Thursday, November 26, 2009

Giving thanks for Struck By Lightning's Serpents (Translation Loss, 2009)

On this day of cornbread stuffing and tryptophan delirium (Tim Lambesis should start a Thanksgiving-themed joke band with that name), I thought it prudent to give a shout-out to an album for which I am very thankful this year. Too often I get caught stuck in compartmentalization mode when I review albums, attaching genre descriptors or comparisons for the sake of brevity. It's not that the debut from Struck By Lightning sounds like nothing else -- there's a lot of early Mastodon in the guitar filigree and harmonic motion, plenty of chuffing High on Fire rhythms, and a lot of airtight d-beat punk breaks. That particular combo is pretty unique, but what comes across to this jaded reviewer even more than Struck By Lightning's influence-on-sleeve approach is their transcendent songwriting.

"The Watchful Eye"

Unlike vocalist/guitarist Gregory Lahm's other band, Mouth of the Architect (reviewed here), Struck By Lightning lets nothing get in the way of momentum. The intro to opener to "Silent and Still" portends great things, and boy, does it deliver. A galloping verse riff pushes through to a tension-building pre-chorus which bursts into a ragged, wailing chorus that I want to play again RIGHT NOW. Travis Klein's loose-tom, tumbling drum fills power the "Nothing Sacred" riff juggernaut, heavy and propulsive as anything off Surrounded By Thieves. In the line "Smiling vultures slowly circling," the opening line from "The Watchful Eye," Struck By Lightning have their own version of Mastodon's classic "I think that someone is trying to kill me." The comparison holds up throughout the rest of the song too, making for one of the punchiest one-two-three punches I've ever heard.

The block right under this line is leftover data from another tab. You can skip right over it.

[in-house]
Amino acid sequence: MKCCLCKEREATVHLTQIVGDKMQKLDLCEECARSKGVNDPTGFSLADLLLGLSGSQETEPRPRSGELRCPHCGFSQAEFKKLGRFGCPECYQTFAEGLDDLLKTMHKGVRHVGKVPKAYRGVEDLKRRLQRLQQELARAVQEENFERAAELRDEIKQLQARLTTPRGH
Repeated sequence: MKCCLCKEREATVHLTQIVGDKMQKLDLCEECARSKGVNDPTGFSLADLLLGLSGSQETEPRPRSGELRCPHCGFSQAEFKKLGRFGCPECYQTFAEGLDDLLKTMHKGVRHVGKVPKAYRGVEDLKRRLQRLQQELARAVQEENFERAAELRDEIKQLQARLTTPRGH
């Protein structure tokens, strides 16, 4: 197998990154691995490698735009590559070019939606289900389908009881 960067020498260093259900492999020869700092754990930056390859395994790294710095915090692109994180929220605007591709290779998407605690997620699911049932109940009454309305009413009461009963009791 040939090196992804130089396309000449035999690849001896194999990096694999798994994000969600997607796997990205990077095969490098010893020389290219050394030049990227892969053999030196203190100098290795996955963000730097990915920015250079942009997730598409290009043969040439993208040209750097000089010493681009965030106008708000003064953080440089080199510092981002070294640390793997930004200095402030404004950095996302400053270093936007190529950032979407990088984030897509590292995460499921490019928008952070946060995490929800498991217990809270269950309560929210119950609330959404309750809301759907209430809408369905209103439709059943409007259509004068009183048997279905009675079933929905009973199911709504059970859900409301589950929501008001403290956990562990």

As Serpents wears on, the shock of such a fully-formed sound of composite elements wears off, and it's only then that this album really reveals itself. Beyond the perfect execution and terrific songwriting, there's a malevolence that underlies Serpents. You can hear it in the sudden switches between diatonic and chromatic intervals. You can hear it in Struck by Lightning's bottom end, which slithers around in the murk like the album's titular beasts. Mastodon rode that same foreboding musical path to fame. Struck by Lightning are probably a little too punk to ride the dragon that far, but at least they can say they put out one of the year's best albums, and probably the best album that Translation Loss has ever released. Thanks for that.


1 comment:

Matt Vogt said...

Wow, great sample tracks there! I can imagine that Mastodon could have made this to follow up Remission, in a parallel universe.